The woman bowed her head, her fingers danced over the beads, and her lips moved as she silently said her prayer. She nodded once, opened her eyes, and smiled again. She placed a prayer card on my bedside table. “I want you to have this, for good luck. You don’t have to believe in it for it to work.” She walked back to her cart but turned around, she smiled and said, “It will be okay.”

With a wave, she was gone, and I never saw her again.

About an hour later, my transplant team came running in the room and told us it was time to go. I kissed my family good-bye, and I was wheeled out of the room. The surgery was long but it was a success. The kidney worked, and I was given ten years that I would not have had if the donor family hadn’t signed the paperwork.

That day I experienced two acts of kindness, and I learned a valuable lesson. Kindness comes in many sizes, but that doesn’t diminish the size of the kindness. Did that make sense? Did I get it off a greeting card? Am I being overly influenced by a loony cartoon and an anthropomorphized dance number?

Two out of three are quite possible, but I’ll let you decide which one didn’t make the cut.

Too often, I get pulled down into a dark place where it seems that kindness is a dying art. It’s the last resort if it’s resorted to at all. We’ve bought the lie that kindness is hard, and the cost is too high. There are other alternatives that are cheaper and easier. We’re a lazy species so guess which one we choose more often than not?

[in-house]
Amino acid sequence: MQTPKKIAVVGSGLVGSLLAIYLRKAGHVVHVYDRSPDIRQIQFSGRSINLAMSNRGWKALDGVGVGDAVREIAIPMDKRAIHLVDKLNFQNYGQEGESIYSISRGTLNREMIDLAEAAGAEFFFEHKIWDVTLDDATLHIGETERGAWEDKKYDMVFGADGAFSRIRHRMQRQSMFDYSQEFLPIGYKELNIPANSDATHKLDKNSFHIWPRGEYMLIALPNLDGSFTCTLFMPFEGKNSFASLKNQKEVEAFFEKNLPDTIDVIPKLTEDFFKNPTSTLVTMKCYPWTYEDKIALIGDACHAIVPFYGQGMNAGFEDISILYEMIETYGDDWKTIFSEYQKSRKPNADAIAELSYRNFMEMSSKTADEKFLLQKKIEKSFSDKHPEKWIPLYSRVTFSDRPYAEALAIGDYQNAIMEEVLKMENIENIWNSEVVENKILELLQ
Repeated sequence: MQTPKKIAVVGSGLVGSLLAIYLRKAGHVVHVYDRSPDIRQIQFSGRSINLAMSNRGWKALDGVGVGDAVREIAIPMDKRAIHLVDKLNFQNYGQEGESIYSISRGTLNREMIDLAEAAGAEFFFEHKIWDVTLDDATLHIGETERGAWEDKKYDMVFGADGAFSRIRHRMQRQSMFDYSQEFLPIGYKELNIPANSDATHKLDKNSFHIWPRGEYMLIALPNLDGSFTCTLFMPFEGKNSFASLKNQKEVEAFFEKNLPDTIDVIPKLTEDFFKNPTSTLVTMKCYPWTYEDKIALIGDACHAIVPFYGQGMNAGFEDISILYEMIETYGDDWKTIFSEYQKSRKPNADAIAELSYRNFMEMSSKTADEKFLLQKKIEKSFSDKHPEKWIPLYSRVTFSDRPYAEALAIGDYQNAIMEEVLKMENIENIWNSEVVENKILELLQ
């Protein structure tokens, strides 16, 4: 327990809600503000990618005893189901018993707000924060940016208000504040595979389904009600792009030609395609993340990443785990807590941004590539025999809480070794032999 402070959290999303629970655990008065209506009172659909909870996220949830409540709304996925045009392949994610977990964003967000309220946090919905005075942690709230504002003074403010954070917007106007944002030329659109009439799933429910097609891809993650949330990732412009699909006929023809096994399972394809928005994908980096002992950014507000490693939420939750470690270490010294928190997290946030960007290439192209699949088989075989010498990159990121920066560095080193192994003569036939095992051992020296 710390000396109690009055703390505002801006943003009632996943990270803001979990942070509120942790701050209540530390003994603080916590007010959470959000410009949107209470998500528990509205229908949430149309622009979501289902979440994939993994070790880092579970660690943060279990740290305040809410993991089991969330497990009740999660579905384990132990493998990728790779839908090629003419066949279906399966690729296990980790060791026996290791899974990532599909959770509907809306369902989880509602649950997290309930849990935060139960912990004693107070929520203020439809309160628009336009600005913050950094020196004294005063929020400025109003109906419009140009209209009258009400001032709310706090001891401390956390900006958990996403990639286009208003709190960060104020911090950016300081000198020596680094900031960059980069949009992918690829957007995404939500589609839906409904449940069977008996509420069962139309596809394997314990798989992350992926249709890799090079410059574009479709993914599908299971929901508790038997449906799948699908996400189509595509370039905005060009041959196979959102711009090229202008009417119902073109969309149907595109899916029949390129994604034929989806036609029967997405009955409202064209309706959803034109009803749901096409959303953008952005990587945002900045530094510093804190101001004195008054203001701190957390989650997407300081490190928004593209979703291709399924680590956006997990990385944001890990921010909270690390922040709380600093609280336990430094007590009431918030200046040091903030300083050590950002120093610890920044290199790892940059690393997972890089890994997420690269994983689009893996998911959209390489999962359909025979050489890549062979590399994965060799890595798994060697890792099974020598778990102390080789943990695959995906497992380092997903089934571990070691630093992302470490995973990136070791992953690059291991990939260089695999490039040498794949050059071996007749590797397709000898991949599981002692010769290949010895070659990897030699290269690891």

Too cynical?

I know we’re all stressed. There’s so much going on in the world and in our tiny corners of it. I don’t feel like being kind, tolerant, or accepting of differing views. I’m a little snappier than I usually am and, it seems that most people are feeling the same way.

Tired. That’s the word for it! We’re tired and that means, at least for me, that the fuse runs a little shorter than normal. Our saint-like patience morphs into a tiny devil on a short leash. That leash is frayed and it was sewn together with ten year Cheetos that someone found tucked in the sofa cushions. I don’t know if it will hold for much longer. Did anyone hear a rip?

Kindness? It feels like a weighted blanket which, in theory, should feel like a hug but instead, it feels like a straight jacket. I’m not saying, I don’t belong in a straight jacket. I’m saying, it’s just not as comfortable as a hug. But I can’t hug you right now. Virus and a straight jacket. You know how it is.

Oh, and how can I treat you with an altruistic spirit when my spirit has its arms tied down? I can’t. I just…It’s so hard.

The struggle is real! Which is why acts of kindness seem to be dwindling. It’s being replaced with childlike petulance. Foot stamping the ground. Fist clenched at the side. Eyes squinting, and huffing out a classic, “I don’t wanna.”

Why should I? Why should I be kind to you, if you aren’t going to be kind to me? If you aren’t going to respect my choices, beliefs, or ideas then, screw you. You want me to respect you? It’s a two-way street, buddy. I treat you the same way you treat me. Boom. Done. Bye!

Except, that lady in the hospital got nothing out of her act of kindness. I don’t know if I thanked her or not. I’m not even sure I smiled back. I was shocked, kinda numb, and I kept looking at the cups to see if they’d start singing again. She was kind without expectation, and she didn’t stick around for a tip. 

She was kind, to be kind. That was it.